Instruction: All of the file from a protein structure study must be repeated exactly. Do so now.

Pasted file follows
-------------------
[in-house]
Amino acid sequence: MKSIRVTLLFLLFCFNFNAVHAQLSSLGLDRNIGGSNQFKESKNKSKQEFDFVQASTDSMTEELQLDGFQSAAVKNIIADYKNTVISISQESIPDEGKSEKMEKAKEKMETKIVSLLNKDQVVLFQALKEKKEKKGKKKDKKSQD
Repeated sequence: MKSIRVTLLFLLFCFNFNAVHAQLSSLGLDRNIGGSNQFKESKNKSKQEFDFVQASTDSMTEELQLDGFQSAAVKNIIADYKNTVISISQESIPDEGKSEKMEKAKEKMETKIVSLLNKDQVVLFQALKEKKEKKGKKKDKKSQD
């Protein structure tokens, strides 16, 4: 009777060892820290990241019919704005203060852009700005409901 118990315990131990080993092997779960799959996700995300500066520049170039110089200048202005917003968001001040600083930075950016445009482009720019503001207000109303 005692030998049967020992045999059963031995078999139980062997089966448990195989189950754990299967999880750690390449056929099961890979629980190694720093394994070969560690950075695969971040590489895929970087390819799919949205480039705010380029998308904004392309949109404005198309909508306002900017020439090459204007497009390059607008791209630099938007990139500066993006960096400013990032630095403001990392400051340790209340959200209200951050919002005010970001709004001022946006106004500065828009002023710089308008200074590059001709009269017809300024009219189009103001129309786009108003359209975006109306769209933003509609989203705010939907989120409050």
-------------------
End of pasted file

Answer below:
[in-house]
Amino acid sequence: MKSIRVTLLFLLFCFNFNAVHAQLSSLGLDRNIGGSNQFKESKNKSKQEFDFVQASTDSMTEELQLDGFQSAAVKNIIADYKNTVISISQESIPDEGKSEKMEKAKEKMETKIVSLLNKDQVVLFQALKEKKEKKGKKKDKKSQD
Repeated sequence: MKSIRVTLLFLLFCFNFNAVHAQLSSLGLDRNIGGSNQFKESKNKSKQEFDFVQASTDSMTEELQLDGFQSAAVKNIIADYKNTVISISQESIPDEGKSEKMEKAKEKMETKIVSLLNKDQVVLFQALKEKKEKKGKKKDKKSQD
């Protein structure tokens, strides 16, 4: 009777060892820290990241019919704005203060852009700005409901 118990315990131990080993092997779960799959996700995300500066520049170039110089200048202005917003968001001040600083930075950016445009482009720019503001207000109303 005692030998049967020992045999059963031995078999139980062997089966448990195989189950754990299967999880750690390449056929099961890979629980190694720093394994070969560690950075695969971040590489895929970087390819799919949205480039705010380029998308904004392309949109404005198309909508306002900017020439090459204007497009390059607008791209630099938007990139500066993006960096400013990032630095403001990392400051340790209340959200209200951050919002005010970001709004001022946006106004500065828009002023710089308008200074590059001709009269017809300024009219189009103001129309786009108003359209975006109306769209933003509609989203705010939907989120409050």